Darren Chavis, Creole Soul Café
On this episode of Working: Syracuse, we step behind the doors of Creole Soul Café to find the bold, rich flavors of New Orleans Creole traditions and a chef who surrendered a lucrative career in construction to spend his days making the food of his home. The Salt City features a range of foodie favorites — countless Italian joints, hidden Vietnamese and Thai gems, and enough dinners to satisfy any pancake purist. But Darren Chavis found a gap, an opening where he could create a restaurant to celebrate his heritage with a selection of iconic dishes such as gumbo, jambalaya, and po' boys. Chavis describes New Orleans cooking and Louisiana food culture as a melting pot. A standard bowl of gumbo serves as a perfect Exhibit A: the roux is from France; the name, from West Africa; and the filé, from Choctaw tribes of North America. Chavis opened the restaurant in 2015 and credits his family for developing his work ethic, saying he is just one of a long line of stubborn entrepreneurs.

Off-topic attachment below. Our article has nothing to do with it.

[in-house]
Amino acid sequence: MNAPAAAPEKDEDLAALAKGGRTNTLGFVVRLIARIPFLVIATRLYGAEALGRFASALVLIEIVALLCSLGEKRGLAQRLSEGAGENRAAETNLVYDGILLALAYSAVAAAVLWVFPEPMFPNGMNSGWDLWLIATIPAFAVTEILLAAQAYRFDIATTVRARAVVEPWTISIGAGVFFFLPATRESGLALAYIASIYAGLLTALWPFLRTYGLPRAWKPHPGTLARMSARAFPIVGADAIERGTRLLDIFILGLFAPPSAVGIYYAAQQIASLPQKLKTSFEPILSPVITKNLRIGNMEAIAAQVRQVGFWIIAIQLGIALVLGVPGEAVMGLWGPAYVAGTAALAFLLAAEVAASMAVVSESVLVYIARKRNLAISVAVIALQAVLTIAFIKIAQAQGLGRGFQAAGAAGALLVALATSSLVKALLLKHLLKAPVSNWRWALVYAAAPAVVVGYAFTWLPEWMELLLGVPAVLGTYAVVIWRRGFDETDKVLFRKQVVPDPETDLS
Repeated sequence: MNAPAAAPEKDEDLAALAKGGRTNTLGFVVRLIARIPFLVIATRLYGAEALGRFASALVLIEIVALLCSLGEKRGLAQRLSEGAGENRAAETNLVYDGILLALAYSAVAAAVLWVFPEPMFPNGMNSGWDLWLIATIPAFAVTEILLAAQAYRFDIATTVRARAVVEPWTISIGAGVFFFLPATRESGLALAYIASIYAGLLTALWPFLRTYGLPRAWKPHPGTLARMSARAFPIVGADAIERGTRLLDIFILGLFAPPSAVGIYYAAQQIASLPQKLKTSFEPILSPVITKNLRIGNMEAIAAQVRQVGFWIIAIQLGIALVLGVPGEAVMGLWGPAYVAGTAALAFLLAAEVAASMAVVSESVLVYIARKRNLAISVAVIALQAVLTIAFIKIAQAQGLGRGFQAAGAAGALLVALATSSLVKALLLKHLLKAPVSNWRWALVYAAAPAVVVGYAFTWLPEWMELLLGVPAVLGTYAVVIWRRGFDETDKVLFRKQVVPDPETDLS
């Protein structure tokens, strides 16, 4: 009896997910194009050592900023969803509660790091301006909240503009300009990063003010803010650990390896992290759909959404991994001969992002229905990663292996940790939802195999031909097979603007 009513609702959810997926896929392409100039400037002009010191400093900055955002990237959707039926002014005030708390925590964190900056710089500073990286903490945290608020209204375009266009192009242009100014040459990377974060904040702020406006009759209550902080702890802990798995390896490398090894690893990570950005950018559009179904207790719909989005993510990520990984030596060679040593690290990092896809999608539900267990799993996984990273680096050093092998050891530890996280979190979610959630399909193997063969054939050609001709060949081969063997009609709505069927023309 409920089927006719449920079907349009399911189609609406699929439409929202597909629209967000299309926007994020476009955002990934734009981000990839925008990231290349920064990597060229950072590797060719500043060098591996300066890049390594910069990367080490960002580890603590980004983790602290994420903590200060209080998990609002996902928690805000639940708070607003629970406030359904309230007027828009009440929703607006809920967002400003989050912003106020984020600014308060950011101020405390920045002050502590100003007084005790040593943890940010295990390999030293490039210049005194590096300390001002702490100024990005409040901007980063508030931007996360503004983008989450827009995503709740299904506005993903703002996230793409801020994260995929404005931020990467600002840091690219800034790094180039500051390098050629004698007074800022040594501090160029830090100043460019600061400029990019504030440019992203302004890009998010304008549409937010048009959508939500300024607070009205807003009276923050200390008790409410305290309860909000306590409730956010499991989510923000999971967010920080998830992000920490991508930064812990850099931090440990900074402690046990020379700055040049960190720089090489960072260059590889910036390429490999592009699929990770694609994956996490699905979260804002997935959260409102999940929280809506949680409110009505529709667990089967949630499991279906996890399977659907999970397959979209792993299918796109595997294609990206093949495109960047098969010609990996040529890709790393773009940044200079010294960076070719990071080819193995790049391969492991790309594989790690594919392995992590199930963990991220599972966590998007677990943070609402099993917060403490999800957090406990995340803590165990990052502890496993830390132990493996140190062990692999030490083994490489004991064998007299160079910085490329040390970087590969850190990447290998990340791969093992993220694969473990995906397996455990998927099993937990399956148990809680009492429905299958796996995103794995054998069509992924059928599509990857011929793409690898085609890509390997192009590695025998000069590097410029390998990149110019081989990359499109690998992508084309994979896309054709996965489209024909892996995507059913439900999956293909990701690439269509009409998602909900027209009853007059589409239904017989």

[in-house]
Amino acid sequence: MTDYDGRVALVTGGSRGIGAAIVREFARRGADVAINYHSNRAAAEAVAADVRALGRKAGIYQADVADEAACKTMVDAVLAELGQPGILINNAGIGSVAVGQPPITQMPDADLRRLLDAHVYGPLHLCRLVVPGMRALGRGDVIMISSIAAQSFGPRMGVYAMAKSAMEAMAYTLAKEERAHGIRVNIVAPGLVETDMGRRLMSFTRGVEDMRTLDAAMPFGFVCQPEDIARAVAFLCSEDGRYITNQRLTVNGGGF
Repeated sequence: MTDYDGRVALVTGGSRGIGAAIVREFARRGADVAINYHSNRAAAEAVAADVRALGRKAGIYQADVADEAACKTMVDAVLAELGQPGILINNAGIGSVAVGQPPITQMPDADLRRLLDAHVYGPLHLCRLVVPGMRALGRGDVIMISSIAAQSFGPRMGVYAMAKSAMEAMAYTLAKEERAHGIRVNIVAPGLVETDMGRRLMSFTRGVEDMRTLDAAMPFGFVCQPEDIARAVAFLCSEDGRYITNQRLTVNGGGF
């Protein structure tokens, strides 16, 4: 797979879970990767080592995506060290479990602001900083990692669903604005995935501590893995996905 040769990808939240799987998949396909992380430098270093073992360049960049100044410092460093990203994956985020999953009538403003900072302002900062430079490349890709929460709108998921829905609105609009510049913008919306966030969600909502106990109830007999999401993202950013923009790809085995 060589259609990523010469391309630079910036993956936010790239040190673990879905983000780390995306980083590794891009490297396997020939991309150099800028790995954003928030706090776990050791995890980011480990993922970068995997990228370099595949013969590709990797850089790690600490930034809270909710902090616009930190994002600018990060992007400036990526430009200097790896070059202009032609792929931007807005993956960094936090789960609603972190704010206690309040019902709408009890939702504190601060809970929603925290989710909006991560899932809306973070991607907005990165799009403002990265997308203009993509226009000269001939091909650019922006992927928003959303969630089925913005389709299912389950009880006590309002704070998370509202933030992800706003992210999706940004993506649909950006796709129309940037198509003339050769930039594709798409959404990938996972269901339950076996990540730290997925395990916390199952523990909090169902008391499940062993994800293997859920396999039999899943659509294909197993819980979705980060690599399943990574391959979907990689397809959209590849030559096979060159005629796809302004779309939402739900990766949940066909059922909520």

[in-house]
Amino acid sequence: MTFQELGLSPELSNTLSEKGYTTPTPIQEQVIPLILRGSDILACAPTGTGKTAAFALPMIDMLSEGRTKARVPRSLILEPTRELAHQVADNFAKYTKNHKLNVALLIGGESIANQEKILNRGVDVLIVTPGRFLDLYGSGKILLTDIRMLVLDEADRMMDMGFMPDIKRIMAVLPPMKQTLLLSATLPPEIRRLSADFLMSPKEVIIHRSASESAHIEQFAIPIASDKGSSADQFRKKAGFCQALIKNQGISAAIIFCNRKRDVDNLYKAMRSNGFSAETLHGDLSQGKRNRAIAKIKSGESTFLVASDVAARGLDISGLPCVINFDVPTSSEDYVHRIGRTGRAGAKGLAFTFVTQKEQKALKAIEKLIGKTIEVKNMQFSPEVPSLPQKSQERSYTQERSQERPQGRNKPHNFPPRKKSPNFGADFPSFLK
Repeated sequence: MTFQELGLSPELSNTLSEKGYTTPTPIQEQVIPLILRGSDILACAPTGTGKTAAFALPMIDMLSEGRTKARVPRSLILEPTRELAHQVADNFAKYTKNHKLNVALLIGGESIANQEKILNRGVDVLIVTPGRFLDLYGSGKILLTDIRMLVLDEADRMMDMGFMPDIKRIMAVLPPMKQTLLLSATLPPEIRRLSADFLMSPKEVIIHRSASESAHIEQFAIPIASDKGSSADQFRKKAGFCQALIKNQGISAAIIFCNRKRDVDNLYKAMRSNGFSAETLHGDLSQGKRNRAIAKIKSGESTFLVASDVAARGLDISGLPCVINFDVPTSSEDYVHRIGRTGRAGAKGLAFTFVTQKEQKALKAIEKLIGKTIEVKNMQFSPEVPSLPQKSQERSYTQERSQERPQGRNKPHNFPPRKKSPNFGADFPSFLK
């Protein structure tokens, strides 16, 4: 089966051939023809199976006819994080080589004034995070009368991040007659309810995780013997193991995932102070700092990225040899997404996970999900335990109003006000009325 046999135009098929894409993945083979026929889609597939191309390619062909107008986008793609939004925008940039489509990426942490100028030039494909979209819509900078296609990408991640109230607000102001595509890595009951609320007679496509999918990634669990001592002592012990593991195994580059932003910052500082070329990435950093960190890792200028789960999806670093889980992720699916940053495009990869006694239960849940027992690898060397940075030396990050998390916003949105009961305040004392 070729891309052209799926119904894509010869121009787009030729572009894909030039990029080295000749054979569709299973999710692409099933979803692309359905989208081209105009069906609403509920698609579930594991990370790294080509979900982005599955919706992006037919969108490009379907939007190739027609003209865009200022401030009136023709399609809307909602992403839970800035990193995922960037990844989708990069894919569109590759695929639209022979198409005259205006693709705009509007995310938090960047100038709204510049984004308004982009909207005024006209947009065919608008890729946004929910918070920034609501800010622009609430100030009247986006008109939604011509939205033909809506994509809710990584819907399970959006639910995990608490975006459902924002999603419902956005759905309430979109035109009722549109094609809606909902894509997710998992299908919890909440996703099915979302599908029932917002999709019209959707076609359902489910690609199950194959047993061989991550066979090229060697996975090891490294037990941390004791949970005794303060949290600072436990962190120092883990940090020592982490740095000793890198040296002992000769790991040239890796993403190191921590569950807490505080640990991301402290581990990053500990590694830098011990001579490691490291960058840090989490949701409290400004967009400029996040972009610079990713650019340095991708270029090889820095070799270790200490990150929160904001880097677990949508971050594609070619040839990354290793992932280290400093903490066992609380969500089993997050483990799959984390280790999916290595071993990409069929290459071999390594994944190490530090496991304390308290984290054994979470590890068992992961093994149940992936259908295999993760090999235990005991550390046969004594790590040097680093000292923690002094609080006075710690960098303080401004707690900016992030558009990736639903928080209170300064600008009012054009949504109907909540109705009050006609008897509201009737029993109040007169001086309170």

"Before our meal was over, Chavis stopped at our table — as he did at every table throughout the night — to ask how our dinner was," wrote Jacqueline M. Domin in a review of the restaurant for Syracuse.com when it first opened on Jefferson Street near downtown. "It speaks to his affability that he made such visits even though he was clearly working hard in the kitchen. He was more than happy to answer questions, including one he gets often: What's the difference between Cajun and Creole food?" For Chavis the answer is simple — country versus city food.